Claims that new data protection legislation will stifle the growth of the global adtech market appear to be well wide of the mark, with a new forecast predicting the industry will almost triple in size from $579.4bn this year to nearly $1.5 trillion by 2030.
That is according to a new report by Markets & Markets, which maintains the industry will witness a compound annual growth rate (CAGR) of 14.5% during the forecast period, due to increasing demand for data-informed marketing strategies and the growing popularity of audio streaming and podcasts.
While Meta, Microsoft, Google, Amazon, Apple and Netflix will continue to dominate the market for ad space, it is the services segment that will grow more rapidly.
Managed services are vital in properly functioning adech solutions and are designed to help businesses efficiently navigate the complexities of digital advertising, offering various solutions from campaign management to data analytics.
A key driving factor behind the increasing demand for managed services is the intensifying competition in the digital advertising landscape. As adtech becomes more intricate, companies seek external expertise to optimise their ad campaigns, reach their target audiences, and maximise return on investment.
When it comes to solutions, the data management platforms segment is expected to register the highest growth rate during the forecast period, with advancements in technologies including the development of cross-device targeting capabilities.
DMPs can now track users across multiple devices, such as smartphones, tablets, and laptops, allowing advertisers to deliver more consistent and relevant ad experiences across all devices.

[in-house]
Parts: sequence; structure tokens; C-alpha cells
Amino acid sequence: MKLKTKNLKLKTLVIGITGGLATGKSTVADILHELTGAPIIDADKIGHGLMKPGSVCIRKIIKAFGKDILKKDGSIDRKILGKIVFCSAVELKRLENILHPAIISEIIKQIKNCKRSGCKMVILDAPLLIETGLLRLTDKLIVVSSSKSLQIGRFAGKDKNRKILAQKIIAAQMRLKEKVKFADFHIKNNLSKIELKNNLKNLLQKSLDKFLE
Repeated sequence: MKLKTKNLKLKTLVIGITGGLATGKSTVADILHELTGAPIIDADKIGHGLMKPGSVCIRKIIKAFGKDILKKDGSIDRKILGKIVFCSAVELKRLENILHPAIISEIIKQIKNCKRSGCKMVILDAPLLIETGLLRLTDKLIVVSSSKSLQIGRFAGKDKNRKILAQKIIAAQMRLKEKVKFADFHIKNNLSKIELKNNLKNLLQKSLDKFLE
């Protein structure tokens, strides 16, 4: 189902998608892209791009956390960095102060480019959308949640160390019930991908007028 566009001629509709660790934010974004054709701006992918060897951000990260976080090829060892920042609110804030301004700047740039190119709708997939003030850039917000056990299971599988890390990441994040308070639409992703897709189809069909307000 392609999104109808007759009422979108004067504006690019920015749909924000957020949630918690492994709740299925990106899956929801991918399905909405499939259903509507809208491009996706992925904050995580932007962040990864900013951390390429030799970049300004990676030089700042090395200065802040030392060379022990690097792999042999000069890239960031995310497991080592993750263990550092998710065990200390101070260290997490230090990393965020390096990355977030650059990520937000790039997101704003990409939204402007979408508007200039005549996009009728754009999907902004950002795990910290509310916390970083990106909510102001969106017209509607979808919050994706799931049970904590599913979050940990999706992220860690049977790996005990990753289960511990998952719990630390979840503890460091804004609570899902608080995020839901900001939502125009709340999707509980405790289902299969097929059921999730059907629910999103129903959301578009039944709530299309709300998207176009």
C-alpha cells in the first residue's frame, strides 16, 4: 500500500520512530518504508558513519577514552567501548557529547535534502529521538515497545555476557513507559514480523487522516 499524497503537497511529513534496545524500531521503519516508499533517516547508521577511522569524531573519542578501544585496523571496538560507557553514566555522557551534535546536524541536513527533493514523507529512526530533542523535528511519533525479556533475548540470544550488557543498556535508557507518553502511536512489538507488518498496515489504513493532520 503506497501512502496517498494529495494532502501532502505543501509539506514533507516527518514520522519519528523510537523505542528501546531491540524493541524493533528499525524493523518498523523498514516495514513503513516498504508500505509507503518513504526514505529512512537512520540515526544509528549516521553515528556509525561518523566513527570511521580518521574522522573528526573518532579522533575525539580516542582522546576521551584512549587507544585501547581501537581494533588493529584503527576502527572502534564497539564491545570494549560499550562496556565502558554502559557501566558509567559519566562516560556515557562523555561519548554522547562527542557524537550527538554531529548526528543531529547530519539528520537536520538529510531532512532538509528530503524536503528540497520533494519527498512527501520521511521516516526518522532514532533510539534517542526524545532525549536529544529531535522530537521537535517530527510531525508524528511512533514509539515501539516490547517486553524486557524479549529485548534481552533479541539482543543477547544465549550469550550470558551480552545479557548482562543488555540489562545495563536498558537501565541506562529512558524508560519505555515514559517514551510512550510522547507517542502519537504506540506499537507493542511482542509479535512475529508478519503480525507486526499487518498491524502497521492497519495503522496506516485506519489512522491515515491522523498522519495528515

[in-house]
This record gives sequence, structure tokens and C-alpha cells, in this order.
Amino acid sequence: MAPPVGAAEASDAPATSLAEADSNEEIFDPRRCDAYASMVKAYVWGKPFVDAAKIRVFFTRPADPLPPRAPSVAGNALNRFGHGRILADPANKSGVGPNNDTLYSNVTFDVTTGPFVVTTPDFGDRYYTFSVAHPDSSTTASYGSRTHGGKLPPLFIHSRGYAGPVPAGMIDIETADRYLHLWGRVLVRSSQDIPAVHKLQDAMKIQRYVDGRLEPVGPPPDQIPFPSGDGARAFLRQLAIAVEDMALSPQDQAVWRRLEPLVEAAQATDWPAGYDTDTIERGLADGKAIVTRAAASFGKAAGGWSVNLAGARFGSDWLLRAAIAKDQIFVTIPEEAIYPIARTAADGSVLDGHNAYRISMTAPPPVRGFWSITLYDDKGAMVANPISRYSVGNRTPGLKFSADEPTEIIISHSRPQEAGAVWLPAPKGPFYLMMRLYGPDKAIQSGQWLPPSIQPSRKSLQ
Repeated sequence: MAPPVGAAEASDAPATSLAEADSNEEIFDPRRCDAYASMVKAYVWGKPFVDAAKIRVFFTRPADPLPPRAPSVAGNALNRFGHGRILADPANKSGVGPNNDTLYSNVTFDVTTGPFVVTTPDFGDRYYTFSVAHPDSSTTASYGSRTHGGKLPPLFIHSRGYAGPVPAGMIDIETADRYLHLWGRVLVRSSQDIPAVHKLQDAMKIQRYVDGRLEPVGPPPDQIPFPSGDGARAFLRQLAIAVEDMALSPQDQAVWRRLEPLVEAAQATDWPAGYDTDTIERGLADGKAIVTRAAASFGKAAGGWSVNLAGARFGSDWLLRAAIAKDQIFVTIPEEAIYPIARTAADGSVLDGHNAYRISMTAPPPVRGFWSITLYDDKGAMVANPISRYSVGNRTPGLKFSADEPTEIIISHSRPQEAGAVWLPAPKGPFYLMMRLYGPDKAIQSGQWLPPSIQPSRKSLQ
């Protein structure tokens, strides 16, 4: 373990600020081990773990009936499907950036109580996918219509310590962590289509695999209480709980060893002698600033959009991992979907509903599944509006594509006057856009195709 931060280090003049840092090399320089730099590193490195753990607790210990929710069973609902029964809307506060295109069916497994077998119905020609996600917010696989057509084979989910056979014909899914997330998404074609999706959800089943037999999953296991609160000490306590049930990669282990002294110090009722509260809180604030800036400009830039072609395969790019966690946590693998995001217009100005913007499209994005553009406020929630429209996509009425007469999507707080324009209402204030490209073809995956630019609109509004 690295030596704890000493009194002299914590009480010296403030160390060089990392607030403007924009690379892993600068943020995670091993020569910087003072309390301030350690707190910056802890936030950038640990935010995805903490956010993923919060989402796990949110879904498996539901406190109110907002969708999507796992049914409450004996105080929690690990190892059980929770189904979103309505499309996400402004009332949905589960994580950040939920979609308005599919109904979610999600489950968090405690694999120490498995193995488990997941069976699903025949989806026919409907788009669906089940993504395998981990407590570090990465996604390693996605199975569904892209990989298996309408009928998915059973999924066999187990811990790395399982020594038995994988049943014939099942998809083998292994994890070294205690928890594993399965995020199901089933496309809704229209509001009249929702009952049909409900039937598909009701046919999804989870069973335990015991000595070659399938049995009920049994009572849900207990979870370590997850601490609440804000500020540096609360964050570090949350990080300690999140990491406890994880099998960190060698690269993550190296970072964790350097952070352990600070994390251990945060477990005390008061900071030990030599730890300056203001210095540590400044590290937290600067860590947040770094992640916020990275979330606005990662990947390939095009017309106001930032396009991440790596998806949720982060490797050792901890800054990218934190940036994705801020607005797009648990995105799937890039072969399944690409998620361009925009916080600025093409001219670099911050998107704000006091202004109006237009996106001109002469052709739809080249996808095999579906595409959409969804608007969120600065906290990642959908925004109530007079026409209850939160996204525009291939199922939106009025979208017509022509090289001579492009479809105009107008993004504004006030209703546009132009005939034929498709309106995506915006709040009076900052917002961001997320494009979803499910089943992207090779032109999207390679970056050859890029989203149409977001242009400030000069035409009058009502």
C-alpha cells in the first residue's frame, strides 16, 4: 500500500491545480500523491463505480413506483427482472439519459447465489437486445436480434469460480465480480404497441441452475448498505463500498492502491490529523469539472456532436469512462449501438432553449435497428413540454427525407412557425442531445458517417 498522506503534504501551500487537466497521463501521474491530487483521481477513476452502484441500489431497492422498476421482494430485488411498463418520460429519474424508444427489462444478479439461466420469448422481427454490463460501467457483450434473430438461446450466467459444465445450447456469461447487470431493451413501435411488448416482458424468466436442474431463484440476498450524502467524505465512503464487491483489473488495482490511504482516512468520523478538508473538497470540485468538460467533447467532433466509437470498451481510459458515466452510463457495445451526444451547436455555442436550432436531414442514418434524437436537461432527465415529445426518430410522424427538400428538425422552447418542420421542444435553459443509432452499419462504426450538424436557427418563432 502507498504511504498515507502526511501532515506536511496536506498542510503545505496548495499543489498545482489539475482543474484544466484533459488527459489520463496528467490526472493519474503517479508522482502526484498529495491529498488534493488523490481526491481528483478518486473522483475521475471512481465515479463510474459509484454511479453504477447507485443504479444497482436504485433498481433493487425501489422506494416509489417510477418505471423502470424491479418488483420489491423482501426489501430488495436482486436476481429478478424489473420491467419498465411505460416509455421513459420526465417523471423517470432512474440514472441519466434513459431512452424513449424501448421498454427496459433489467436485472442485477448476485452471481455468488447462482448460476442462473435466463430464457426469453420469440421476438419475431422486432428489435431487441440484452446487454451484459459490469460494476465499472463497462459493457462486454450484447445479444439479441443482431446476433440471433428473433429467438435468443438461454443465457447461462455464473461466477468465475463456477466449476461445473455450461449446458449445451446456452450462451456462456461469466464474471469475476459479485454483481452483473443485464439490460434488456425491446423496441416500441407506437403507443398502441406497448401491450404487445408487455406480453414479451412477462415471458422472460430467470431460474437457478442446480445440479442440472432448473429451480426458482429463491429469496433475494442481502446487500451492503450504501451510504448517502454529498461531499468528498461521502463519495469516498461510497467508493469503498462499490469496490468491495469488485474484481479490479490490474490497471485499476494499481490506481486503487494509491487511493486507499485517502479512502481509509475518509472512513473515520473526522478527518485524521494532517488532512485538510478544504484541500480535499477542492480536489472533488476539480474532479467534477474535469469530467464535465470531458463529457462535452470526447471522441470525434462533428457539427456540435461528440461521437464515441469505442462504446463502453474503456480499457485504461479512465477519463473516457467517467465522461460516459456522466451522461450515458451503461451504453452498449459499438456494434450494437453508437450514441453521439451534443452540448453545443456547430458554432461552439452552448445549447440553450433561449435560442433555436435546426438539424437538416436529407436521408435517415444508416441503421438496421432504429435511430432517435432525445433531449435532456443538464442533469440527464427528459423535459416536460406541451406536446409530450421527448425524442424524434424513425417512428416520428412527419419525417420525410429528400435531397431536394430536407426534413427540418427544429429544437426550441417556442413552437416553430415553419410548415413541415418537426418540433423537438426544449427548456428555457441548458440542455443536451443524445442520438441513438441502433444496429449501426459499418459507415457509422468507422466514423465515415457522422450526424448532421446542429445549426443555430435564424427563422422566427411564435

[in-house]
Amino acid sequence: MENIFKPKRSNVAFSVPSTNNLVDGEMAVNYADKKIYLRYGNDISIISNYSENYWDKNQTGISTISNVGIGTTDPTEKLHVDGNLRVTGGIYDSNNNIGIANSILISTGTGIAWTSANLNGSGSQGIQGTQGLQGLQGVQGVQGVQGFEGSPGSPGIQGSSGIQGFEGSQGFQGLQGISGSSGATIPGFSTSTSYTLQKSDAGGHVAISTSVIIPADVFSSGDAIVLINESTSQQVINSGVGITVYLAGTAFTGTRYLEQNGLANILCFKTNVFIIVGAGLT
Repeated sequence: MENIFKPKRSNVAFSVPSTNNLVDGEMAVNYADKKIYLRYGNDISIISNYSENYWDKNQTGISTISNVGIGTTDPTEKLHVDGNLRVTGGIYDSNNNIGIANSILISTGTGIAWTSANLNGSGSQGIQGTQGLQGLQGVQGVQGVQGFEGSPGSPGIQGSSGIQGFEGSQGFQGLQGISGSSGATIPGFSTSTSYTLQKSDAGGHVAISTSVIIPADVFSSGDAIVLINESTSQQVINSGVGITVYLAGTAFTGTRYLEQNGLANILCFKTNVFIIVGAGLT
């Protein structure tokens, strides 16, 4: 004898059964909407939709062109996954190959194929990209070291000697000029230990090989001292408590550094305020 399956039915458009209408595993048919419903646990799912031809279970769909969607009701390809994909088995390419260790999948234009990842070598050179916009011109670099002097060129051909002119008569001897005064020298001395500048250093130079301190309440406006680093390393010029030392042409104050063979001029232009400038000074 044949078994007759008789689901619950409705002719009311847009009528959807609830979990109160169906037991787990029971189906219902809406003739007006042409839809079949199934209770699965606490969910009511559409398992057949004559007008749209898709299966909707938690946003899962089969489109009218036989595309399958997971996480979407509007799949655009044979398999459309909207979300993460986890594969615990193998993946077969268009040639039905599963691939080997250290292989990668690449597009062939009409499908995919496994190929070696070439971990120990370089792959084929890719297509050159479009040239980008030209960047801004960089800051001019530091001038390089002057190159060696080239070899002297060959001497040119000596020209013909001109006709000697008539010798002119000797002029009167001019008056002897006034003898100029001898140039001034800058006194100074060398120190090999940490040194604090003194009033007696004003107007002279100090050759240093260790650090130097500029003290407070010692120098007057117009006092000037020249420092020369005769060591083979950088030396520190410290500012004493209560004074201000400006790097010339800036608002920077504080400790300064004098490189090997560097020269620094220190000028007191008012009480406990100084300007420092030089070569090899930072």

Several factors, including the increasing demand for targeted advertising, the growth of digital advertising, and the increasing availability of data, will further accelerate the growth of the DMP market.
By region, Asia Pacific is witnessing significant technological innovation in the adtech market. Its expansion is attributed to several driving forces, including the robust growth of the digital landscape, the increasing prevalence of Internet access, and the widespread adoption of smartphones.
Countries such as China, India, and Indonesia have emerged as pivotal destinations for advertisers seeking to connect with a vast and diverse audience. Furthermore, the Asia Pacific region is currently experiencing a surge in programmatic advertising, bolstered by the integration of AI and machine learning technologies, which enable advertisers to achieve more precise targeting and real-time campaign optimisation.
The report cites a number of key moves as crucial to its forecast. In August, Meta acquired CRM platform Kustomer for$1bn. This acquisition is seen as a way for Meta to expand its advertising business to include more customer data.
This is despite Meta finally bowing to pressure to offer consumers an opt-in and opt-out box to consent to receive personalised ads on both Facebook and Instagram and the recent launch of an ad-free paid for subscription service.
Meanwhile, also in August, Amazon Ads launched a Household Reach & Frequency measurement reporting capability, which allowed connected TV (CTV) advertisers to measure the effectiveness of their campaigns more accurately and to plan and optimise them more effectively. It is claimed that advertisers can now access reach and frequency insights both at the viewer and household level.
In addition, in July 2023, Meta and Microsoft partnered to bring Meta’s advertising platform to Microsoft’s cloud computing platform, Azure. This partnership will allow Meta to reach a wider audience of advertisers and provide them with more data and insights.
Finally, in June, Adobe unveiled Generative Recolor (beta), the first integration of Adobe Firefly in Adobe Illustrator, enabling designers to quickly experiment with colours using simple text prompts. The new release advances Adobe’s vision of empowering creators of every skill level with Firefly as a creative co-pilot, bringing their visions to life at the speed of imagination.
However, with privacy campaigners, including the likes of Max Schrems at NOYB and Dr Johnny Ryan at the Irish Council for Civil Liberties, watching like hawks, you would not bet against there being a spate of new legal challenges against the adtech industry in the coming months and years.
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